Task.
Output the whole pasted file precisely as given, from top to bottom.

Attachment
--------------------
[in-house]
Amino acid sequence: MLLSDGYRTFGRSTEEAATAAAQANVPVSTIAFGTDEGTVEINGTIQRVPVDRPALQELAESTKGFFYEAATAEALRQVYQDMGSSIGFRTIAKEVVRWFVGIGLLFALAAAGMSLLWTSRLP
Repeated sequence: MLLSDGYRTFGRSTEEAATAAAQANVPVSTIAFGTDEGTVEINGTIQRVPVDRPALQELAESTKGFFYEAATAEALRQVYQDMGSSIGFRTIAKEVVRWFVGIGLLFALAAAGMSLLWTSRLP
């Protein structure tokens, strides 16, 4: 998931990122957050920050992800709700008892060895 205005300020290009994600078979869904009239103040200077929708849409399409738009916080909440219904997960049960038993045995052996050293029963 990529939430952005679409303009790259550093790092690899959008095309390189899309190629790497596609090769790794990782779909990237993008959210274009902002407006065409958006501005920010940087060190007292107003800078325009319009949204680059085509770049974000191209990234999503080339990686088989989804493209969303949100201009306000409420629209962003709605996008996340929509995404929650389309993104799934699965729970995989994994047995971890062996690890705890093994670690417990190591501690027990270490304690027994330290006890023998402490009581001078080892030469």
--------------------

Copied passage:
[in-house]
Amino acid sequence: MLLSDGYRTFGRSTEEAATAAAQANVPVSTIAFGTDEGTVEINGTIQRVPVDRPALQELAESTKGFFYEAATAEALRQVYQDMGSSIGFRTIAKEVVRWFVGIGLLFALAAAGMSLLWTSRLP
Repeated sequence: MLLSDGYRTFGRSTEEAATAAAQANVPVSTIAFGTDEGTVEINGTIQRVPVDRPALQELAESTKGFFYEAATAEALRQVYQDMGSSIGFRTIAKEVVRWFVGIGLLFALAAAGMSLLWTSRLP
């Protein structure tokens, strides 16, 4: 998931990122957050920050992800709700008892060895 205005300020290009994600078979869904009239103040200077929708849409399409738009916080909440219904997960049960038993045995052996050293029963 990529939430952005679409303009790259550093790092690899959008095309390189899309190629790497596609090769790794990782779909990237993008959210274009902002407006065409958006501005920010940087060190007292107003800078325009319009949204680059085509770049974000191209990234999503080339990686088989989804493209969303949100201009306000409420629209962003709605996008996340929509995404929650389309993104799934699965729970995989994994047995971890062996690890705890093994670690417990190591501690027990270490304690027994330290006890023998402490009581001078080892030469």